The high winds and surf from Monday’s storm exacted a heavy toll on the Vineyard’s south shore, tearing several new breaches, eroding dunes and creating a sinkhole on Atlantic Drive in Edgartown.

The storm hit much of New England throughout the day, canceling almost all of the ferries and bringing wind gusts of more than 50 mph on the Vineyard. Eversource reported power outages throughout Monday in Chilmark, Tisbury, Oak Bluffs and Edgartown, and several towns experienced flooding.

But the damage along the Island’s southern beaches, caused by strong southerly winds and surging swells, was the most lasting, necessitating cleanups throughout the week and beyond.

Entrance to Norton Point. — Ray Ewing

“It wasn’t a named storm and [yet] it was the most significant damage we’ve had in a number of years,” said Edgartown town administrator James Hagerty.

The most immediate concern was the large sinkhole near the Winnetu path in the middle of Atlantic Drive in Edgartown, the road that runs parallel to South Beach. Waves crested the dunes of the beach, flowing onto the road and into the nearby low-lying areas, causing an approximately 15-foot wide hole to open near the edge of the roadway.

The town shut down the road Monday and it remained closed this week.

“It’s not going to be cheap to fix,” Mr. Hagerty said Tuesday morning. “We don’t know if we’ll need an engineer.”

Ocean breached the dunes at South Beach. — Ray Ewing

Monday’s storm was different from a northeaster, the typical storm for New England in the winter. Instead of winds coming from the northeast, where the Island has more of a buffer, they came from the south, causing a direct hit along the unprotected sandy shoreline.

The National Weather Service said one of its buoys about 50 miles south of Nantucket recorded a 38-foot wave Monday — about a foot higher than Fenway Park’s famed “Green Monster.” Another buoy a little more than 20 miles southwest of the Vineyard recorded waves of just shy of 30 feet.

The Martha’s Vineyard Coastal Observatory, an Edgartown-based observatory run by the Woods Hole Oceanographic Institution, measured waves as tall as about 24 feet off South Beach.

The strong storm caused the ocean to break through several areas on the south shore. Breaches were reported on Norton Point in Edgartown, Long Point in West Tisbury and Lucy Vincent Beach in Chilmark.

Edgartown Yacht Club on Monday. — Tim Johnson

On Chappaquiddick, the Trustees of Reservations said there was some severe erosion, though it wasn’t as bad as originally feared. Wasque took the biggest hit.

“There is literally no beach left because of the breach, so waves were eating away at the coast bluffs there,” said Mary Dettloff, a spokesperson for the Trustees.

Leland Beach and Cape Pogue also had severe damage, and Chappy beaches remained closed, according to the Trustees. A full assessment of Long Point hadn’t been conducted yet, but the ocean washed into Long Cove and waves were tearing away at the coastal dunes.

The strong winds and huge waves ate away large chunks at Lucy Vincent Beach, exposing rocks and hard clay, and potentially speeding up retreat schedules for homes now inching closer to the edge.

“We probably lost about 13 feet of beachfront,” said Martina Mastromonaco, the Chilmark beach superintendent. “It’s always changing, but we haven’t seen this much change in one storm in a long time.”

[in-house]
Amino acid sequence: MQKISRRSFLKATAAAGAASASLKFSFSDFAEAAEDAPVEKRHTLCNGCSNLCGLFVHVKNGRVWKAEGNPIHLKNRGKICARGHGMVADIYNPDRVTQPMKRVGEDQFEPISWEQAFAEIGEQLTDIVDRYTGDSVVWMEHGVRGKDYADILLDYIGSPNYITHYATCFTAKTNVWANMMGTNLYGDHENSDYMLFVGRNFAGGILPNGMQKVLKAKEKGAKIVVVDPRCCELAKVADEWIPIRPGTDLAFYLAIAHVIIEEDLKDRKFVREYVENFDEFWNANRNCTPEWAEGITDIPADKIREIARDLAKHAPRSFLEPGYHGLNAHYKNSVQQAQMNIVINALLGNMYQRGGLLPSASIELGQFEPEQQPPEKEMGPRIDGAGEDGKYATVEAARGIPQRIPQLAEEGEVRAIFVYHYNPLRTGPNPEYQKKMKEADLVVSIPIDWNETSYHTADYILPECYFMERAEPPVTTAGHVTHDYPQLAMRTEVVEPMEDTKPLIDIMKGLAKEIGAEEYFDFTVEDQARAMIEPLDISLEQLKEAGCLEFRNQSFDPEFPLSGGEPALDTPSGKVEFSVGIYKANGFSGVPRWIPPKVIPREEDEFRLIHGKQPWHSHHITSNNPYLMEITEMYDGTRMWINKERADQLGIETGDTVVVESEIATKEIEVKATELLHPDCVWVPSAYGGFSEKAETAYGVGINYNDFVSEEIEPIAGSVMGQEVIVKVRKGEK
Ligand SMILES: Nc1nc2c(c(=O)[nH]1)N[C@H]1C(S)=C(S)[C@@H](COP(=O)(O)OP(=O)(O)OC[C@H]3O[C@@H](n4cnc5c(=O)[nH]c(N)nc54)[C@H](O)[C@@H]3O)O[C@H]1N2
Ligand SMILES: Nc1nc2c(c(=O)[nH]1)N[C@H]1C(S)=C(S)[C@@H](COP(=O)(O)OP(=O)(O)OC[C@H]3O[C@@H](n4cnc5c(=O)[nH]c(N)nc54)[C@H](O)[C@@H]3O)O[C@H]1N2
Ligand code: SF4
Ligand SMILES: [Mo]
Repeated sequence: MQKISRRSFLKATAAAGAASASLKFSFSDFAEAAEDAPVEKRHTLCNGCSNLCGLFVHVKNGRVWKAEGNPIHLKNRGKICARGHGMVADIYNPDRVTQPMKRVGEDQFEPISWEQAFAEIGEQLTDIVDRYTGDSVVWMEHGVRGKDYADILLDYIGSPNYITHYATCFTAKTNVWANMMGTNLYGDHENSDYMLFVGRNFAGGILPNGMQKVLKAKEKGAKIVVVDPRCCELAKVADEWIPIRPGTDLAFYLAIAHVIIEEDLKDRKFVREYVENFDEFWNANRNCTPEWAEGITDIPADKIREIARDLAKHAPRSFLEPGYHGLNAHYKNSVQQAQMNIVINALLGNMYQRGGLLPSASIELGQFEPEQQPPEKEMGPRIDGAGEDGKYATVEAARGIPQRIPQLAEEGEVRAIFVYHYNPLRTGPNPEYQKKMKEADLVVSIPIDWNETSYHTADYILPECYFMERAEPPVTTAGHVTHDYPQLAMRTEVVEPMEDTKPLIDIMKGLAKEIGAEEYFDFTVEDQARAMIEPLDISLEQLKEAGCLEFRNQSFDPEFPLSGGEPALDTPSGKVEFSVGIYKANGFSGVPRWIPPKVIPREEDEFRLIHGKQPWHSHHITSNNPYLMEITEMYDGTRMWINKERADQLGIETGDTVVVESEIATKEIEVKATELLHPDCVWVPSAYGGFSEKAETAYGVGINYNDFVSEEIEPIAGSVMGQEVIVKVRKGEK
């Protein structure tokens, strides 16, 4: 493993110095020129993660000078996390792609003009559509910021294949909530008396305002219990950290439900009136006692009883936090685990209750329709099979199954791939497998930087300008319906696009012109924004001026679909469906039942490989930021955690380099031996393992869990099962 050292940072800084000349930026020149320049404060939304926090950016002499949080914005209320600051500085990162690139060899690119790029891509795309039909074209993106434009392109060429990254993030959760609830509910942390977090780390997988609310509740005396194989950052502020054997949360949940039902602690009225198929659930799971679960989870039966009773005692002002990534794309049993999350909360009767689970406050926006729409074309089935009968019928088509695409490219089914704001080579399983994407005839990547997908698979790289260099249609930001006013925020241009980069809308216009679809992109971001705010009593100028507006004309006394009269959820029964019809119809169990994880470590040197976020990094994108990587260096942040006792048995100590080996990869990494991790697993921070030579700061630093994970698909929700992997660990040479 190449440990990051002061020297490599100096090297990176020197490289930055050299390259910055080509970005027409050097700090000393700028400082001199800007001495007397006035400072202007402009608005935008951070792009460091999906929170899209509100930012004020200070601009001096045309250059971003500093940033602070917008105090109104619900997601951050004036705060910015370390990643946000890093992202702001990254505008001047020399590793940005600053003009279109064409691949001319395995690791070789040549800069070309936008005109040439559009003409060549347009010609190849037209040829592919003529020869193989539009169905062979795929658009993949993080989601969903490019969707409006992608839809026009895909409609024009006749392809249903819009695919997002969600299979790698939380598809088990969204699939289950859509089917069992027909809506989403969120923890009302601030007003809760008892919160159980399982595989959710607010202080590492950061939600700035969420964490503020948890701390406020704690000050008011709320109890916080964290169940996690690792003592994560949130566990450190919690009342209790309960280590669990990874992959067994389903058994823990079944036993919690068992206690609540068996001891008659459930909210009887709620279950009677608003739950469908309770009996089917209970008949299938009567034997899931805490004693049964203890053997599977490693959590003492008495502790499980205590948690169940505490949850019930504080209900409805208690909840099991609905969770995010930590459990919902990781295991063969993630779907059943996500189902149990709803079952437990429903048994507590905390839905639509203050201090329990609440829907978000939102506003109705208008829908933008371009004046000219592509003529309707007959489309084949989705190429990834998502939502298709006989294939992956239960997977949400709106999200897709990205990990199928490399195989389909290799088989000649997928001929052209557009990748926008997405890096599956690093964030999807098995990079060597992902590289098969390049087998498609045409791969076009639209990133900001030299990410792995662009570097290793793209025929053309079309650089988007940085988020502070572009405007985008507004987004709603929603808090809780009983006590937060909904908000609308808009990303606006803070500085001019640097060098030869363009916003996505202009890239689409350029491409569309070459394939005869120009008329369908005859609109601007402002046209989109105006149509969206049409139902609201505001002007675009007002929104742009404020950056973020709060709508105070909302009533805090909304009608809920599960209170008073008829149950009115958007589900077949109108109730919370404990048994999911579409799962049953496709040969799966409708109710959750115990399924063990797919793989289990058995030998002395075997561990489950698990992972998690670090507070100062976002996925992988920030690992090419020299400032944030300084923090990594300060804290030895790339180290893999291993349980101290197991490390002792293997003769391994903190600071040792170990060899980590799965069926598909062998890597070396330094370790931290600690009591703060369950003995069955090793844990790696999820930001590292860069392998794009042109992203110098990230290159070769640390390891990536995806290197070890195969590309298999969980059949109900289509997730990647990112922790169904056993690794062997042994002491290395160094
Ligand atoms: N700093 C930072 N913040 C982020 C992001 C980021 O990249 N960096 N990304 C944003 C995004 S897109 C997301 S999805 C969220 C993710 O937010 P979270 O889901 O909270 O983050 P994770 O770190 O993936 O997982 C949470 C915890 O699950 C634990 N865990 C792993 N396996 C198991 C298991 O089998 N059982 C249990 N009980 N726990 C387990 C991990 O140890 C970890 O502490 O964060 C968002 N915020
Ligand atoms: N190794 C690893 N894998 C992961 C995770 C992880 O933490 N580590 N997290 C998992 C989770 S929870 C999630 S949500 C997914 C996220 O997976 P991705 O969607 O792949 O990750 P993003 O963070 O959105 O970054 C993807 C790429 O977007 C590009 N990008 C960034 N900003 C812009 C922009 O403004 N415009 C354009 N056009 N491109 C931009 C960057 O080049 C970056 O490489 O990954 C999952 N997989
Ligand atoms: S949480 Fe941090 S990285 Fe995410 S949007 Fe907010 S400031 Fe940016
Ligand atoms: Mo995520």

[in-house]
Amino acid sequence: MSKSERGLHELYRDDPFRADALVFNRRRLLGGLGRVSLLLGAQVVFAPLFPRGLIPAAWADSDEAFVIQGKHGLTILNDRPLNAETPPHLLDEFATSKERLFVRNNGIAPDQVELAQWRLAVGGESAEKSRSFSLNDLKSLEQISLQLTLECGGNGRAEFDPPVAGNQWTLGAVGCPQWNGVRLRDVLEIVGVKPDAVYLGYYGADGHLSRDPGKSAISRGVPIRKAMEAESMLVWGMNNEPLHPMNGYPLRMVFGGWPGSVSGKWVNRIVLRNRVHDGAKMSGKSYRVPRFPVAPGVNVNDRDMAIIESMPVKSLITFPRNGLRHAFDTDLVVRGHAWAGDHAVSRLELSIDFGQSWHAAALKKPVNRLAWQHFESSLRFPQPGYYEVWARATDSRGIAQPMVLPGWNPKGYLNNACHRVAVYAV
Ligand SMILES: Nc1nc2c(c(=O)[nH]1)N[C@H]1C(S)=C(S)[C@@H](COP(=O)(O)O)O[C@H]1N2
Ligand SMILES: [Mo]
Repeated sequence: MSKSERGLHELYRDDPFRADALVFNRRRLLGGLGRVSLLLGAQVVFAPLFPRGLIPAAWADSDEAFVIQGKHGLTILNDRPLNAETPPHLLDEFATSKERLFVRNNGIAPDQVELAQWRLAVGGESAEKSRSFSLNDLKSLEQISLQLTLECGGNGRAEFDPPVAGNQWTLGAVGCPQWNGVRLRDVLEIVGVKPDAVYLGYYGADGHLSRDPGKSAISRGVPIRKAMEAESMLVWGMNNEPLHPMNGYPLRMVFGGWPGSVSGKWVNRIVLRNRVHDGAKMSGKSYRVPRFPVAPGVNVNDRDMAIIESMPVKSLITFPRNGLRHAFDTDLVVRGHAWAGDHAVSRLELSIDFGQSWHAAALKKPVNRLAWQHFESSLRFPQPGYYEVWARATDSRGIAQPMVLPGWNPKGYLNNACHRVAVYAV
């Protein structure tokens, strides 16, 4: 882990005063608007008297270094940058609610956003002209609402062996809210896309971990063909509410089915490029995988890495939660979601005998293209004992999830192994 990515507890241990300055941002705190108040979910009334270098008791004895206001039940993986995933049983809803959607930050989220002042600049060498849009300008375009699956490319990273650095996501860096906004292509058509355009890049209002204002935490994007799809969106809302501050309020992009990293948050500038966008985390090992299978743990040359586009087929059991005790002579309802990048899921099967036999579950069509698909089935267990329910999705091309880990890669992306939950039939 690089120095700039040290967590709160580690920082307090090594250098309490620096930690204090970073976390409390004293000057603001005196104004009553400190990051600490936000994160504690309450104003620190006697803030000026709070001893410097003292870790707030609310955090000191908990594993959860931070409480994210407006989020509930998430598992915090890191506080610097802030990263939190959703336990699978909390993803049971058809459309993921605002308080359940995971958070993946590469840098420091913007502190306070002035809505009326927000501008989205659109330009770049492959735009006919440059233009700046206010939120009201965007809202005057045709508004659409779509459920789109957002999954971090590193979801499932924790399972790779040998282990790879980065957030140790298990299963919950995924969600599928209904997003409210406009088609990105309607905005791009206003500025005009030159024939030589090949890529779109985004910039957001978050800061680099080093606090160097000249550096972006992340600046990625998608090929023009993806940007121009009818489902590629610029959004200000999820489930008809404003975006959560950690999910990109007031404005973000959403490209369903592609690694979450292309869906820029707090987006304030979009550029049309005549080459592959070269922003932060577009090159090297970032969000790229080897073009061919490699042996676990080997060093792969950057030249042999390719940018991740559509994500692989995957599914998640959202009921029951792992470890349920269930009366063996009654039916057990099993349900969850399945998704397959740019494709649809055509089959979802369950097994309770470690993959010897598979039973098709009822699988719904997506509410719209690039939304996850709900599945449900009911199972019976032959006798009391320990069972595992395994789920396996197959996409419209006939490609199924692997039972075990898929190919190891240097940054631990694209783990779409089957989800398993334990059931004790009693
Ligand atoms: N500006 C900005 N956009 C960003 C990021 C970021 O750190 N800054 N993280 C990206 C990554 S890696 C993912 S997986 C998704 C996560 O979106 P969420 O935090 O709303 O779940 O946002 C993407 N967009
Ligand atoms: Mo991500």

Ms. Mastromonaco guessed southerly winds and the considerable surf made the storm so destructive, with the ocean washing over in multiple places into the nearby ponds.

Clarissa Allen, a Chilmark beach committee member whose property overlooks the area, got a first-hand look at the damage.

“The ocean was pouring into the pond and it has risen significantly east of the cliff,” she said.

The beach could eventually resettle, but Lucy may have fewer places to place a beach blanket come summer.

“When you take a big hit like this, you lose a lot of beach to sit on,” Ms. Mastromonaco said.

A bench at the beach and other equipment are still missing, and several nearby homeowners lost stairs. Beachgoers throughout the week went out to take a look at the damage. Ms. Mastromonaco said many were devastated by the loss, and the fear that eventually the bluff at Lucy Vincent could become an island.

“I know you can’t stop it,” Ms. Mastromonaco said. “When the cliffs become an island, hopefully I’m retired.”

Squibnocket Beach also took a beating, wiping out sand to the edge of the parking lot pavement.

“It took away the sand that was there and now the parking lot just drops down,” Ms. Mastromonaco said.

Cleanup efforts in the towns are ongoing, and the Vineyard Conservation Society’s Beach BeFrienders group has called on people to help cleanup the debris that washed up.

In Edgartown, the parks department asked for a $10,000 reserve fund transfer to help with the cleanup around South Beach.

Mr. Hagerty said that cleanup was the first priority before looking into next steps. Edgartown restored some 400 feet of coastal dune at South Beach and Norton Point last year after a series of storms in 2018 accelerated the erosion at South Beach. That project was partially paid for with a $240,000 state grant.

Other parts of the Island weren’t hit as hard. Oak Bluffs fire chief Nelson Wirtz said several low-lying areas in town, including near the harbor, seawall and the hospital, had been flooded, and Five Corners in Vineyard Haven was inundated with water. But little damage was reported after the storm receded.

Mr. Wirtz leads the Dukes County Emergency Management Association and said power outages were fixed relatively quickly and the need never arose to open a shelter.

“We’re pretty much unscathed,” Mr. Wirtz said.